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Freedom residents do not reinstate commercial ordinance  

By a 47-vote margin, 117-164, residents voted not to reinstate Freedom’s Commercial Development Review Ordinance and make it retroactive to last June.

On June 12, 2007, voters pitched the town’s Commercial Development Review Ordinance. Resident Glen Bridges led the drive to repeal it after the Freedom Board of Appeals found the proposal by Competitive Energy Services to construct three wind turbines on Beaver Ridge did not comply with the ordinance’s requirements and thus rejected the developer’s application.

Now, Beaver Ridge Wind, an affiliate of Competitive Energy Services of Portland, holds a permit to construct three 400-foot-tall windmills on hilltop farm fields owned by Selectman Ron Price. Construction equipment was recently moved to the site.

The $12 million project continues to face staunch opposition from some of the people who live near the site.

Developer CES has publicly agreed to abide by all the requirements of the rescinded ordinance.

About 45 Freedom residents gathered Tuesday, May 27, 2008, at the Dirigo Grange Hall to discuss whether the town should reinstate the CDRO and make it retroactive to last June.

Led by Selectman Price and Bridges, supporters press that the turbines will provide an environmentally benign source of electricity and generate substantial tax revenue for the town.

Price previously said the ordinance, which would regulate everything from home-based businesses to water extraction, would discourage businesses from locating in town.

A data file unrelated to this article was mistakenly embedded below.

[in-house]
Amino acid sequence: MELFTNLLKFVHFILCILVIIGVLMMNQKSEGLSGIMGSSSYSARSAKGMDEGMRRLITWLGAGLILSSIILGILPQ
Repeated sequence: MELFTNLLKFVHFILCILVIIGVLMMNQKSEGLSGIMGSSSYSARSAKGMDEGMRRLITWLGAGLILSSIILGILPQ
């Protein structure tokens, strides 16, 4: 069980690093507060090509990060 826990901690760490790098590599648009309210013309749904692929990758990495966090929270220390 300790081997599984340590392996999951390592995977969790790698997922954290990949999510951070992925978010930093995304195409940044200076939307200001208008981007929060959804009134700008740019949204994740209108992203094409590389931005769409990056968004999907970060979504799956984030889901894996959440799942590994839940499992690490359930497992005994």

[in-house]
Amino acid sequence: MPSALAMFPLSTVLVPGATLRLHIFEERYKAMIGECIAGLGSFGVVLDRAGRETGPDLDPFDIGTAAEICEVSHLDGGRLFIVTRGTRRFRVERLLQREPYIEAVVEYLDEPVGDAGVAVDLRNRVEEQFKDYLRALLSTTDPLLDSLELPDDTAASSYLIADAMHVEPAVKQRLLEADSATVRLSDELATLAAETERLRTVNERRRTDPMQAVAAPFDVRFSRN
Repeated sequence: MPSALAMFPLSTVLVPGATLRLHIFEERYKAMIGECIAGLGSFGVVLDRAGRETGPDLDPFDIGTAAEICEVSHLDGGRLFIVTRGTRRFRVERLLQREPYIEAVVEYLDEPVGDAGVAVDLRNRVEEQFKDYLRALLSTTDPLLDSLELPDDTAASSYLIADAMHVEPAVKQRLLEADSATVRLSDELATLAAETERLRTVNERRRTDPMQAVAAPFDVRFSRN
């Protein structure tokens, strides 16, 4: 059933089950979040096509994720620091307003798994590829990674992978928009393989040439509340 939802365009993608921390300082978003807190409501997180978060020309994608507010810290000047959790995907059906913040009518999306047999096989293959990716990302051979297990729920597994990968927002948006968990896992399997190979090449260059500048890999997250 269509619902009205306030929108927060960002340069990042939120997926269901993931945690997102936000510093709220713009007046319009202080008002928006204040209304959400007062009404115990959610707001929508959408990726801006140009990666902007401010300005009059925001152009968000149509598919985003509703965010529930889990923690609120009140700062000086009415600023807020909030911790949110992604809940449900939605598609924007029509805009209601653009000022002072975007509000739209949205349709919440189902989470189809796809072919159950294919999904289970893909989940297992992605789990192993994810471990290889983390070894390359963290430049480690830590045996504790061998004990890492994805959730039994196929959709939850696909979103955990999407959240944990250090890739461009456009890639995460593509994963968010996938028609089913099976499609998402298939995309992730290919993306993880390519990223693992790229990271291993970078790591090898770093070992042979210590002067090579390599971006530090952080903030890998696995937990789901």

“Only people with huge pocketbooks would be able to afford commercial developments in town,” said Price, who estimated it would cost $20,000 to hire engineers, surveyors and lawyers to site a 24-hour truck repair facility in town. “… I don’t think this is a good ordinance for Freedom.”

Opponents organized by former Selectman Steve Bennett, who lives near the site, say the tax benefits are overstated, while the noise and safety problems posed by the development are substantial.

Diane Winn, who operates Avian Haven about a mile from the Beaver Ridge site, has said the bird rehabilitation facility would have to move if the ordinance is not reinstated and the project is built. Both the noise from the turbines and the threat that the spinning blades pose to birds would force Avian Haven out of Freedom, she said.

By Beth Staples
VillageSoup/Waldo County Citizen Editor


10 June 2008

This article is the work of the source indicated. Any opinions expressed in it are not necessarily those of National Wind Watch.

The copyright of this article resides with the author or publisher indicated. As part of its noncommercial effort to present the environmental, social, scientific, and economic issues of large-scale wind power development to a global audience seeking such information, National Wind Watch endeavors to observe “fair use” as provided for in section 107 of U.S. Copyright Law and similar “fair dealing” provisions of the copyright laws of other nations. Send requests to excerpt, general inquiries, and comments via e-mail.

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